On June 15, 2020, Fort Bend County launched the $22 million Fort Bend County Small Business Emergency Assistance Grant Program to help vulnerable businesses get through the COVID-19 pandemic. The program provides grants up to $10,000 to cover local businesses’ most immediate financial needs. The program is funded by the Coronavirus Aid, Relief, and Economic Security (CARES) Act. The Fort Bend Small Business Grant Program is separate from the federal funding streams under the CARES Act, such as the Paycheck Protection Program and EIDL Loan Assistance.
Fort Bend County is committed to ensuring that these funds end up in the hands of those truly in need. They will investigate and prosecute individuals who they suspect are committing fraud. If you are under investigation for the alleged misappropriation of funds, you should immediately reach out to an experienced criminal defense attorney.
Misuse of Small Business Grant Funds in Fort Bend
The Fort Bend Small Business Grant Program places limitations on how the businesses can use the funds. Allowable expenditures include:
- Reopening supplies, equipment, and renovations;
- Personal Protective Equipment (PPE);
- Lease and mortgage assistance;
- Remote working expenses;
- Inventory expenses; and
Grant recipients must keep itemized receipts and documentation for all expenditures related to the grant award. These records must be submitted to the county within three months of the disbursement of funds. If you fail to keep appropriate records or respond to an audit request, an investigation can be triggered.
Knowingly using Fort Bend County Business Emergency Assistance Grant funds for unallowable expenditures is illegal under Texas state law. You are not allowed to spend grant money on yourself rather than your business. It is not “free money,” and you will be held accountable for how you spent the grant funds.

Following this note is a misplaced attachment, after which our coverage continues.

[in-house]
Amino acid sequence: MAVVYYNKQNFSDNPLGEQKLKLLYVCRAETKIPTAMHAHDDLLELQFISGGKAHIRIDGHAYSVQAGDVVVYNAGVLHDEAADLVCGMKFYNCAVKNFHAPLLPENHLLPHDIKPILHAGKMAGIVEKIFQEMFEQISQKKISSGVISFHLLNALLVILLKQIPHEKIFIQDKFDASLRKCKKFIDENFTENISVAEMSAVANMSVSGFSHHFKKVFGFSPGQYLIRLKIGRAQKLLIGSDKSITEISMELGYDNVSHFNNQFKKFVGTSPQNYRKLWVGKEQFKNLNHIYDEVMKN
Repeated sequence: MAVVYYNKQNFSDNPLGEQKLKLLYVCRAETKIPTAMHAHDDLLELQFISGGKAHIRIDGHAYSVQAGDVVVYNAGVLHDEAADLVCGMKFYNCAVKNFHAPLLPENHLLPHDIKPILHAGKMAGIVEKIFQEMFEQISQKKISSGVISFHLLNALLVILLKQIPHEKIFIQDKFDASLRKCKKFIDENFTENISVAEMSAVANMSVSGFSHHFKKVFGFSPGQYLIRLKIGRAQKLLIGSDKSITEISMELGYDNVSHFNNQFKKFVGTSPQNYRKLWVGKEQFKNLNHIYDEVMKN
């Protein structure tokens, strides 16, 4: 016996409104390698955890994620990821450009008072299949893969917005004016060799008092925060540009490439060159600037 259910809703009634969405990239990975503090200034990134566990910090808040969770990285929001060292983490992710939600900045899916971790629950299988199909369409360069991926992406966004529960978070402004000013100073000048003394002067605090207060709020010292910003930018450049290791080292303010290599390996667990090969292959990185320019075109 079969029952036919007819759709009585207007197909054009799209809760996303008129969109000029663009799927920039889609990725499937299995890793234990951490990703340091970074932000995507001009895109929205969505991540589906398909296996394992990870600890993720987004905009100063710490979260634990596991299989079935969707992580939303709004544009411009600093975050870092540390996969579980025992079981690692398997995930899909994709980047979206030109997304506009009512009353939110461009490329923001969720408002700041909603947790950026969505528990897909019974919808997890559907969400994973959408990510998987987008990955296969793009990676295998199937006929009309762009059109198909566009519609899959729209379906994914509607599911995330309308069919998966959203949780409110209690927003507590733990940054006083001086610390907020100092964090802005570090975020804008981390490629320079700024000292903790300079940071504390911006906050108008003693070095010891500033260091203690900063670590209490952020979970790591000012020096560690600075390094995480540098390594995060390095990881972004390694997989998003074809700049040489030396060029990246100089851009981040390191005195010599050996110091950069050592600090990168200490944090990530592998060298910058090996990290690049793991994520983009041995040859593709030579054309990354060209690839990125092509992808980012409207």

Unintended Recipients of Small Business Grant Funds in Fort Bend
To be eligible to apply to the Fort Bend Small Business Grant Program, the small business must:
- Be located in Fort Bend County;
- Have an annual revenue between $25,000 and $5 million;
- Be a for-profit business;
- Have been in operation since February 15, 2020;
- Not have permanently closed;
- Have lost at least 25% of revenue as a direct result of COVID-19;
- Be in good standing with state and local taxes, fines, or other payments; and
- Employ between one and 50 full-time equivalent employees.
You are not allowed to receive funds if you do not fall into the above criteria. You are committing fraud if you are dishonest or not fully forthcoming in filling out a grant application. It is illegal to submit forged documents or use someone else’s stolen identity to receive grant funds. If your business’s circumstances change between the time of the application and the time it is approved, you must be forthright in reporting the change in circumstances.
Penalties for Small Business Grant Program Fraud in Fort Bend
The penalties for misappropriation of funds from a Fort Bend Small Business Grant will depend on your charges and the unique circumstances of your case. There is not one all-encompassing fraud charge under Texas state law. Chapter 32 of the Texas Penal Code listing several different types of fraud, including:
- 32.21. Forgery;
- 32.46. Securing Execution of Document by Deception;
- 32.47. Fraudulent Destruction, Removal, or Concealment of Writing;
- 32.51. Fraudulent Use or Possession of Identifying Information; and
- 32.53. The exploitation of a Child, Elderly Individual or Disabled Individual.
In general, the more funds that you take, the more severe your penalty will be. Punishment can range from a Class C misdemeanor and a fine of up to $500 all the way up to a first-degree felony. In Texas, a first-degree felony is punishable by five to 99 years in prison and up to $10,000 in fines. You may also be required to pay restitution and complete community service.
In addition to the criminal charges, a conviction can have life-changing consequences for your reputation in the community and your professional and educational future.
Your Sugar Land Criminal Defense Attorney
If you or a loved one is being investigated for Fort Bend Small Business Grant Program fraud, you should reach out to a Sugar Land criminal defense attorney experienced in fighting state fraud charges. Fraud cases can be very complicated, and it is critical to have a knowledgeable attorney on your side. Adam Capetillo is a Fort Bend County native who will protect your rights and provide a skilled and aggressive defense. Call Capetillo Law Firm today for a free consultation.